Green screen (or chroma key compositing, or chroma keying) is a post-production technique that allows you to easily remove image background based on color hues (also known as chroma range).
Long story short: if you shoot with a green background, it’s much easier to remove it afterward in post-processing. The after-effect you can do with photoshopping (or other techniques, depending on the format you’re working with) can go beyond the limits of your imagination.
Green screen removal is a technique extensively used in photography, movies, and videogames. If you ever wondered how SF movies are made or how people can safely get into impossible life-threatening locations, the green screen is your answer.
Happily, the green screen technique is not necessary anymore for day-to-day photography, mainly because it requires perfect lighting, a lot of space for background materials, so on and so forth.
You can get your work done with more advanced machine-learning technologies that make background removal for a transparent image result much more straightforward. Pixelpro.ai is one of them and now you can try for free.
But still, if you do have to use a green screen for background removal, here are five newbie mistakes that you can avoid:
Shadows can make your life miserable in image editing and green screen removal. The dark areas of the green screen make it almost impossible to key out your subject fully.
Shadows often appear when your subject is too close to the background fabric or your lightning is powerful. You can fix this by placing your subject further from the green background and avoid using a single light source.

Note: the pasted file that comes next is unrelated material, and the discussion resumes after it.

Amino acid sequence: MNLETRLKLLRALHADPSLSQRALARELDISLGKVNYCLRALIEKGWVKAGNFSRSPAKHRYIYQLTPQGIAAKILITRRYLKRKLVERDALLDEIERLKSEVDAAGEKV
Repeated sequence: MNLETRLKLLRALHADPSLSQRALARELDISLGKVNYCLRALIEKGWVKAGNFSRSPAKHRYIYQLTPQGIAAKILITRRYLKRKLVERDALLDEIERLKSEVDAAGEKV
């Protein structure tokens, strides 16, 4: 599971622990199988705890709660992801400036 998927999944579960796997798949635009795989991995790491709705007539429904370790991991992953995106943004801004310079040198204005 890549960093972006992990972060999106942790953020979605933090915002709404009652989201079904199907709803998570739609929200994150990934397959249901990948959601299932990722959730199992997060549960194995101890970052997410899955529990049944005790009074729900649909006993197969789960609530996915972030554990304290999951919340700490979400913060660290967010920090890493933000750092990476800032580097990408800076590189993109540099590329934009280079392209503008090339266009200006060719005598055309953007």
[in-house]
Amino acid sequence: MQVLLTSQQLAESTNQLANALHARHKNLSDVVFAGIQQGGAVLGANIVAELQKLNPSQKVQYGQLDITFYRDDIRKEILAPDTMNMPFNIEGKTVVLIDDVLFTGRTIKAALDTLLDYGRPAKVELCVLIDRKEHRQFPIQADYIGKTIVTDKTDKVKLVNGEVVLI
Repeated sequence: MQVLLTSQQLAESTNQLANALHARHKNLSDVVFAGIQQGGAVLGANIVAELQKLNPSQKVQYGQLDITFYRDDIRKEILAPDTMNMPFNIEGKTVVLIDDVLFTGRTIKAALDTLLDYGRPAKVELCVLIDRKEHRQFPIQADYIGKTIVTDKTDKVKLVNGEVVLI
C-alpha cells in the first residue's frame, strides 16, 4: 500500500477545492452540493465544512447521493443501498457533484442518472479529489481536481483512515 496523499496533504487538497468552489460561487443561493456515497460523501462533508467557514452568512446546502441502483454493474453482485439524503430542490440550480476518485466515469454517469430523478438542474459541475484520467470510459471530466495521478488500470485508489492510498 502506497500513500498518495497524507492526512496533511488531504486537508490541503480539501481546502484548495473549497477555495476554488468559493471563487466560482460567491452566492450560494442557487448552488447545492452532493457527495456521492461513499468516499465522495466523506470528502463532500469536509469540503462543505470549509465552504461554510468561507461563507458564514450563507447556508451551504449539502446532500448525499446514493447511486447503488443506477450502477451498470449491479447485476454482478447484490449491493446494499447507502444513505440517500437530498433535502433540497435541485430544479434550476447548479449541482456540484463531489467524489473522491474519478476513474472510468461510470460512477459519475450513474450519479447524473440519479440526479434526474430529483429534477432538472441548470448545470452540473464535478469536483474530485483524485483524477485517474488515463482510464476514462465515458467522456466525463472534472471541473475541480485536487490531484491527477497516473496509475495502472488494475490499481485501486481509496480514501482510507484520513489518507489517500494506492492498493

Unevenly lit green screens also make the chroma key process very complicated because of the dark and light areas in the background.
As opposite to uneven lights, you can also have too much light on the green screen. This creates green edges that can appear around your subject.
If your subject is a person, this might give them a green reflection on the skin, which is very unappealing and also a pain in image post-production.
This is just another argument to use a plain white background and an image background removal tool.
Whether you are using fabric or green walls, make sure that the background isn’t torn, wrinkled, or stained. Any damage on the green screen can create shadows, which brings us back to point 1 in this article.
Make sure you have a steamer or an iron around to get your fabric vertical or get the painting redone before your shooting day.
When shooting with a green background, your subject shouldn’t wear any green clothes, makeup, or accessories because otherwise, you will end up disappearing after image editing.
Chroma keying means eliminating all green hues from images or footage. If you need the green object or your brand uses a lot of green, we recommend switching to a blue screen or a plain white background.
If your shutter speed is slow, you might end up getting some blur in front of the green screen.
This is also something hard to fix in post-production, because the blurred areas get mixed with the background image, making it sometimes impossible to have a clean chroma key without losing some parts of the image after the green screen removal.
Are you trying to get a transparent image and the photoshopping is killing you? Check out Pixelpro.ai to get and access a green screen removal tool that will bring down your image editing efforts from hours to only a few seconds.